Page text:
One of my keenest regrets as a habitant of Upstate New York is the lack of easy access to Manhattan’s few, hallowed revival movie houses.
Yours truly is a lover of classic films, and I yearn for theatrical venues where I can grab a popcorn or tea and settle into a state of cozy reverence for masterworks of yesteryear: a brooding parable by Ingmar Bergman, say, or a 4K restoration of Jacques Tati’s Playtime.
How delighted was I, then, to discover that one needn’t traipse all the way to the Inner Borough to catch a blast from cinema’s past. For the last eighteen months, Upstate Films has been presenting Revival House at its theaters in Rhinebeck and Saugerties – an ongoing series that is devoted to “celebrating cinema’s rich history.”
“It’s so much fun showing other people’s movies,” says Katie Cokinos, a self-described “stay-at-home filmmaker” and senior programmer at Upstate Films. She is also the driving force behind Revival House.
Originally from Beaumont, Texas – just an afternoon’s drive from where Peter Bogdonavich shot The Last Picture Show – Cokinos came of age during the Hollywood Renaissance of the 1970s. “I spent most of my time watching movies,” she recalls, a sentimental lilt in her voice.
While still a college student, she started her first film club, and upon graduation, she became involved at Southwest Alternative Media Project in Houston. There she met filmmaker Richard Linklater, whom she helped acquire the finishing funds for his debut feature, Slacker.
That introduction prompted Cokinos to move to Austin, which Linklater and his crowd were turning into a hub of filmmaking and film culture. She ran the Austin Film Society from 1990 to 1995.
“It was the best,” she remembers. “I programmed everything for free, on a miniscule budget.”
Cokinos moved to Saugerties with her husband, cinematographer Alex Rappoport, in 2004, and became senior programmer at the reopened Orpheum Theatre in 2021. Since then, she’s brought her lifelong passion for showcasing movies to the Upstate set; she personally introduces each film in the Revival House series, and leads spirited post-screening discussions.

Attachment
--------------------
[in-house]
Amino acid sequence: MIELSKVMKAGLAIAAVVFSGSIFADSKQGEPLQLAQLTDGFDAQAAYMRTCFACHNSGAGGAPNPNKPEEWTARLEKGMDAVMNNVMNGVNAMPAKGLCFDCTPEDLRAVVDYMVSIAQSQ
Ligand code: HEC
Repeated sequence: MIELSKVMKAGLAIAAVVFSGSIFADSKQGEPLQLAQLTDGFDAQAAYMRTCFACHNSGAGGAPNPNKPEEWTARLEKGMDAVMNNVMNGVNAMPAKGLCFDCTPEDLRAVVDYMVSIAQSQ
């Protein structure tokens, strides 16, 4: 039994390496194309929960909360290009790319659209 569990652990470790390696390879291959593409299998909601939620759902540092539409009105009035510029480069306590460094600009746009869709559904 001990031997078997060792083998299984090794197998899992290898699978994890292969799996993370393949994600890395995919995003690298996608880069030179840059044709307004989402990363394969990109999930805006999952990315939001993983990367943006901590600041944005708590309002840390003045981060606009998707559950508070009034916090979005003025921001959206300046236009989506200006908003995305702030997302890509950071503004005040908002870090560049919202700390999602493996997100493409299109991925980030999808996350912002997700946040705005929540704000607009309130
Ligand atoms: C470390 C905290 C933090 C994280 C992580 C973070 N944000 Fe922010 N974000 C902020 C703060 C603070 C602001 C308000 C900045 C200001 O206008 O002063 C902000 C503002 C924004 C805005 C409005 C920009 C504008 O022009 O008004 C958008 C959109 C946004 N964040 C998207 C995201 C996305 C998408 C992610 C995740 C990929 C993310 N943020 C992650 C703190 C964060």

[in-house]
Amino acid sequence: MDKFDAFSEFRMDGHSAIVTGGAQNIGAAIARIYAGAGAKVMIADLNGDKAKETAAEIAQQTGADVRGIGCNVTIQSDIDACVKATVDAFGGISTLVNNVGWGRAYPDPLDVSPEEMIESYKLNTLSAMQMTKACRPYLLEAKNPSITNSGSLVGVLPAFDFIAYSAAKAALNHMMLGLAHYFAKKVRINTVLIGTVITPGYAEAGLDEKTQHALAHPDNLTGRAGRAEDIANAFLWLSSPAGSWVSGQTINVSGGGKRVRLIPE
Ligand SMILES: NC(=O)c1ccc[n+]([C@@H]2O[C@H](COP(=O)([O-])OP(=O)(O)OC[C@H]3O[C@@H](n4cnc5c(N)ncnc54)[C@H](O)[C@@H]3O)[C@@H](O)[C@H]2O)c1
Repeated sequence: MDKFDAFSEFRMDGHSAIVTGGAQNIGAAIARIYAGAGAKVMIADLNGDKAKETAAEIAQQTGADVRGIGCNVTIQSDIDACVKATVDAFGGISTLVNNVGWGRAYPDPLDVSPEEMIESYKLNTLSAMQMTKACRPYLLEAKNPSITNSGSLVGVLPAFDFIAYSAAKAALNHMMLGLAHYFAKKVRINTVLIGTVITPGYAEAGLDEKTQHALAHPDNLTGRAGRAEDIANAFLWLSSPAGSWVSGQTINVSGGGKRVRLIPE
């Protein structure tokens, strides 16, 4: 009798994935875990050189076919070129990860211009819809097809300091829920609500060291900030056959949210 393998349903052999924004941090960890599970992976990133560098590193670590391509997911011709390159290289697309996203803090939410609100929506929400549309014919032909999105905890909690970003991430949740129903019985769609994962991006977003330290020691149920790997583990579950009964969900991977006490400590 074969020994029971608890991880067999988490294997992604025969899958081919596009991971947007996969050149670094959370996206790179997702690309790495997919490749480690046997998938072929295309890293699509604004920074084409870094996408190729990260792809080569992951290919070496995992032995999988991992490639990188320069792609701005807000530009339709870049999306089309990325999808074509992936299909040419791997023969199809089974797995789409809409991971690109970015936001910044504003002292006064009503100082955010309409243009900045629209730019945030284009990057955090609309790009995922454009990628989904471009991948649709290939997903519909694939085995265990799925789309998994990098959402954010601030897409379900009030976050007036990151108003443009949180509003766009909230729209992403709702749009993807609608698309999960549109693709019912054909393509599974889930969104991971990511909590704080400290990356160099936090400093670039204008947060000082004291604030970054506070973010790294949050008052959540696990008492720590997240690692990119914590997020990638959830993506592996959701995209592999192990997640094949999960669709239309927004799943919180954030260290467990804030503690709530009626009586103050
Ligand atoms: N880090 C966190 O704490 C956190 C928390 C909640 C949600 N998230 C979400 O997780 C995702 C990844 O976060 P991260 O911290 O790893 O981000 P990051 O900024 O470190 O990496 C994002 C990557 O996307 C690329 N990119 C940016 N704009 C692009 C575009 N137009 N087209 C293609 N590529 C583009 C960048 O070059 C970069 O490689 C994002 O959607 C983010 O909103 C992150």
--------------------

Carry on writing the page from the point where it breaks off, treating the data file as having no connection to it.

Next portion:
“People really do enjoy talking about movies afterwards,” she says. “Especially for certain films that use narrative in a different way. People want to talk about what they’ve just seen.”
Her latest crop of films for Revival House should be more than enough incentive to get people through Upstate’s doors: The Reckless Kind, a series of noir classics curated by Cokinos, makes for a delectably grown-up counterpoint to October’s more juvenile Halloween festivities. Why trick-or-treat or don a tacky costume when you can partake in the sultry gumshoeing of The Big Sleep… the inky despondency of In a Lonely Place… or the withering cynicism of Out of the Past? (“Is there a way to win?” “There’s a way to lose more slowly.”)
I asked Cokinos why she feels it’s important to focus on old movies, specifically. She thought for a moment. “How old is this art form? One hundred years old? More? You have to see from whence it came in order to make better audiences and to have a more critical eye on the new releases.
“You go to the museum,” she continued. “There’s a gallery for newer art, and then you see a gallery for older work. It should all be a part of the same language; how it develops, and how it lives.”
And then that lilt came back into her voice: “And it’s just so fun! So much fun!”
The Big Sleep is showing at the Starr Cinema in Rhinebeck this Saturday, October 7 at 7pm. Cokinos will be leading a post-screening discussion with film scholar Dana Polan.
Check out all of October’s programming for Revival House here.
Ben Rendich is a filmmaker and writer. He’s in pre-production on his first feature, and has a blog where he writes movie reviews and essays called Reflections on a Silver Screen. He lives in Catskill.